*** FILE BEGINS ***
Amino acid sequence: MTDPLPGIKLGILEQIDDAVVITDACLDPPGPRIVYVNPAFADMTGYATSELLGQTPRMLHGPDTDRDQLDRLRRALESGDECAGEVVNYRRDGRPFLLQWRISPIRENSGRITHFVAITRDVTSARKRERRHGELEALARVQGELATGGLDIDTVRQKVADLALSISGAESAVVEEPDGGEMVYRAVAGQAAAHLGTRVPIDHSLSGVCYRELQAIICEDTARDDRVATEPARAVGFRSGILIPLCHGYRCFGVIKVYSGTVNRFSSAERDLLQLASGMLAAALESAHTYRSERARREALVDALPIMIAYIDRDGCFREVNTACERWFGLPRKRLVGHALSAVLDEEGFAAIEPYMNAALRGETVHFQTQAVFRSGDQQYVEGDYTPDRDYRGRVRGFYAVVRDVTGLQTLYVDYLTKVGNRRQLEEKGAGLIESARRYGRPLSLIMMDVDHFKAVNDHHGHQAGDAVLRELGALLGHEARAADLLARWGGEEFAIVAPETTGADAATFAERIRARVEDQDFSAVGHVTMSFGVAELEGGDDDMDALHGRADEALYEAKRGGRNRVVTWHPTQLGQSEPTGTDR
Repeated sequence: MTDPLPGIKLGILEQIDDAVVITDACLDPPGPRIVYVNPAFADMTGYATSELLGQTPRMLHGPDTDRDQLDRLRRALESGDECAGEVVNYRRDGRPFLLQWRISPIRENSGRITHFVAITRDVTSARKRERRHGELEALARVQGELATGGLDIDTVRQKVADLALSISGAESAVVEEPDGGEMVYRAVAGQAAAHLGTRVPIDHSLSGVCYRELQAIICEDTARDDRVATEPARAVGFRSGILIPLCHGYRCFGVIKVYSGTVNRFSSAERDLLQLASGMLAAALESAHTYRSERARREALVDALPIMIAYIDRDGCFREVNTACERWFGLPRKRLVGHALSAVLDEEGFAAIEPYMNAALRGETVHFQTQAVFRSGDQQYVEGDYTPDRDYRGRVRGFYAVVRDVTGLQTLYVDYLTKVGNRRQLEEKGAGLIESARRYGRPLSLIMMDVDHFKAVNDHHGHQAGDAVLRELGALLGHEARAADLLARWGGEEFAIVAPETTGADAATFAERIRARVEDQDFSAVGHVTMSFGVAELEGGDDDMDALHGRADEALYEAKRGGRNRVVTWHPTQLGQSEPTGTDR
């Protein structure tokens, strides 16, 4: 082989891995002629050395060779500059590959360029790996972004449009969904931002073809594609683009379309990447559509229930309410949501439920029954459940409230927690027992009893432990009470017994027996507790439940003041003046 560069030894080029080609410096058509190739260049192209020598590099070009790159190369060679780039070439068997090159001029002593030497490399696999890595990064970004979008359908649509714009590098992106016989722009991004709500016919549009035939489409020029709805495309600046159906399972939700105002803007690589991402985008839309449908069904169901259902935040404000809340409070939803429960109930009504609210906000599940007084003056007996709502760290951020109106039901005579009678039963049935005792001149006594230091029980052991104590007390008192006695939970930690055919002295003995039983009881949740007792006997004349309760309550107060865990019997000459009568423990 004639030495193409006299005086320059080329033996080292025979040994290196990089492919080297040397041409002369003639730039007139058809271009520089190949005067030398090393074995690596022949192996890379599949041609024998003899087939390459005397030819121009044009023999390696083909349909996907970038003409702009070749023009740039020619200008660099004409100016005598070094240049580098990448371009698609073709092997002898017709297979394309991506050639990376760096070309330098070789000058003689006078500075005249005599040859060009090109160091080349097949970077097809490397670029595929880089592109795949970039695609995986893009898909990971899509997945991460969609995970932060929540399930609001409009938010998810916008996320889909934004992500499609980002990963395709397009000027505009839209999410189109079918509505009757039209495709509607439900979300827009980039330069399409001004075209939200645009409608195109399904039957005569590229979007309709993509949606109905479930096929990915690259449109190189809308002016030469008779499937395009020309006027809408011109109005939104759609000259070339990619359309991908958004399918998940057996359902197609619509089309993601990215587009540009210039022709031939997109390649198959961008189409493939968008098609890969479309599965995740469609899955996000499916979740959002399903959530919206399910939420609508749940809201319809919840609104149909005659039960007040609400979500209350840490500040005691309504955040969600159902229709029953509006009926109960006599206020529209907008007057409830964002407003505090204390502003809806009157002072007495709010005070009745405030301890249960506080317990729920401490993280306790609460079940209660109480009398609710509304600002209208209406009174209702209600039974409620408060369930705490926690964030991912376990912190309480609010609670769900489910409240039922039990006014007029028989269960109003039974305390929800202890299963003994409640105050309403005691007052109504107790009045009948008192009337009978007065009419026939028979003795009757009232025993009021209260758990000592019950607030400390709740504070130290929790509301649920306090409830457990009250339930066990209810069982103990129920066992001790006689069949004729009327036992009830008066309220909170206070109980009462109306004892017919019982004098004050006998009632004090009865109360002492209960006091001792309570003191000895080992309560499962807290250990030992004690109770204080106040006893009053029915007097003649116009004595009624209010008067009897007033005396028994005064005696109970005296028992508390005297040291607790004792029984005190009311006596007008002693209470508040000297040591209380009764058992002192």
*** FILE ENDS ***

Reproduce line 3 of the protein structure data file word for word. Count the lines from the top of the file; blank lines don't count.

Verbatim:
């Protein structure tokens, strides 16, 4: 082989891995002629050395060779500059590959360029790996972004449009969904931002073809594609683009379309990447559509229930309410949501439920029954459940409230927690027992009893432990009470017994027996507790439940003041003046 560069030894080029080609410096058509190739260049192209020598590099070009790159190369060679780039070439068997090159001029002593030497490399696999890595990064970004979008359908649509714009590098992106016989722009991004709500016919549009035939489409020029709805495309600046159906399972939700105002803007690589991402985008839309449908069904169901259902935040404000809340409070939803429960109930009504609210906000599940007084003056007996709502760290951020109106039901005579009678039963049935005792001149006594230091029980052991104590007390008192006695939970930690055919002295003995039983009881949740007792006997004349309760309550107060865990019997000459009568423990 004639030495193409006299005086320059080329033996080292025979040994290196990089492919080297040397041409002369003639730039007139058809271009520089190949005067030398090393074995690596022949192996890379599949041609024998003899087939390459005397030819121009044009023999390696083909349909996907970038003409702009070749023009740039020619200008660099004409100016005598070094240049580098990448371009698609073709092997002898017709297979394309991506050639990376760096070309330098070789000058003689006078500075005249005599040859060009090109160091080349097949970077097809490397670029595929880089592109795949970039695609995986893009898909990971899509997945991460969609995970932060929540399930609001409009938010998810916008996320889909934004992500499609980002990963395709397009000027505009839209999410189109079918509505009757039209495709509607439900979300827009980039330069399409001004075209939200645009409608195109399904039957005569590229979007309709993509949606109905479930096929990915690259449109190189809308002016030469008779499937395009020309006027809408011109109005939104759609000259070339990619359309991908958004399918998940057996359902197609619509089309993601990215587009540009210039022709031939997109390649198959961008189409493939968008098609890969479309599965995740469609899955996000499916979740959002399903959530919206399910939420609508749940809201319809919840609104149909005659039960007040609400979500209350840490500040005691309504955040969600159902229709029953509006009926109960006599206020529209907008007057409830964002407003505090204390502003809806009157002072007495709010005070009745405030301890249960506080317990729920401490993280306790609460079940209660109480009398609710509304600002209208209406009174209702209600039974409620408060369930705490926690964030991912376990912190309480609010609670769900489910409240039922039990006014007029028989269960109003039974305390929800202890299963003994409640105050309403005691007052109504107790009045009948008192009337009978007065009419026939028979003795009757009232025993009021209260758990000592019950607030400390709740504070130290929790509301649920306090409830457990009250339930066990209810069982103990129920066992001790006689069949004729009327036992009830008066309220909170206070109980009462109306004892017919019982004098004050006998009632004090009865109360002492209960006091001792309570003191000895080992309560499962807290250990030992004690109770204080106040006893009053029915007097003649116009004595009624209010008067009897007033005396028994005064005696109970005296028992508390005297040291607790004792029984005190009311006596007008002693209470508040000297040591209380009764058992002192």